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W.I.L.D. is a mentoring program that partners school aged students that have learning differences with college students and successful adults who have comparable challenges.

Sam and Justin

W.I.L.D. is a mentoring program that partners elementary/middle school students with learning differences with college students who have comparable challenges.  The mentor/mentee relationship stems from similar struggles and frustrations experienced in the learning environment and grows into a friendship where mentor and mentee share strategies for overcoming learning obstacles and increasing self-confidence.

The mentor/mentee relationship empowers both individuals; the mentor provides a model to the mentee that “you can succeed,” while the mentee validates the tremendous value of the mentor’s experiences and achievements.  From these positive interactions, the mentor and mentee gain an appreciation for the gifts attributed to learning differently.

 

W.I.L.D. uses project-based activities to provide an energetic forum for open and honest communication between the mentor and mentee.

 

W.I.L.D. offers hope to all who struggle with learning differences: hope for success, hope for unlimited achievement, and hope for a bright future.

 

The Individuals with Disabilities Education Act (IDEA) defines “specific learning disability” as follows: Specific learning disability- a disorder in one or more of the basic psychological processes involved in understanding or in using language, spoken or written, that may manifest itself in the imperfect ability to listen, think, speak, read, write, spell, or to do mathematics calculations, including conditions such as perceptual disabilities, brain injury, minimal brain dysfunction, dyslexia, and developmental aphasia. Specific learning disability does not include learning problems that are primarily the result of visual, hearing, or motor disabilities of intellectual disability, of emotional disturbance, or of environmental, cultural, or economic disadvantage.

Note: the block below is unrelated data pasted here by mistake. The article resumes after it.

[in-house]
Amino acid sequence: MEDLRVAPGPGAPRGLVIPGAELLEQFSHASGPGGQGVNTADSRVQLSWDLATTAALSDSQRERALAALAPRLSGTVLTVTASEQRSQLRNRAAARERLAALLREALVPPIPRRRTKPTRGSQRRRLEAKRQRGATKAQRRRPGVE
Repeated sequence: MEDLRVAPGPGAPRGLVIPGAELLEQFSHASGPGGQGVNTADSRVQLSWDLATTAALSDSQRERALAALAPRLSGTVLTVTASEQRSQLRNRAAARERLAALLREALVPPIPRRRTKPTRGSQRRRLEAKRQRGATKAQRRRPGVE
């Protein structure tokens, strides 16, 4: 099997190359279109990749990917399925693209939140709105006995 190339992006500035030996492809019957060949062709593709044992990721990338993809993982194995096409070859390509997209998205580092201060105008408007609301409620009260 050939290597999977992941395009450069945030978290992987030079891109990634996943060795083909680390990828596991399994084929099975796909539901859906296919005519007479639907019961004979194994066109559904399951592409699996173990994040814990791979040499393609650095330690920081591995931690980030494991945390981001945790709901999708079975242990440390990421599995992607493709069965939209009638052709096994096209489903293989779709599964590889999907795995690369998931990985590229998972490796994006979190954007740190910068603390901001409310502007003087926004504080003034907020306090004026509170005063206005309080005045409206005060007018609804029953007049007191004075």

Thus, Asperger’s syndrome, Down syndrome, Autism Spectrum Disorders, and DiGeorge Syndrome are not learning disabilities/differences.  There are many groups and agencies in existence that provide support for these students.  W.I.L.D. is specifically targeted to students with learning disabilities/differences.

 

Learning Disability/Difference is a general term that describes trouble with learning and using certain skills.  Reading, writing, listening, speaking, reasoning and doing math are the skills most often affected.  Learning differences include dyslexia, dysgraphia, dyscalculia, attention deficit hyperactivity disorder (ADHD), dyspraxia, and auditory/visual processing disorders.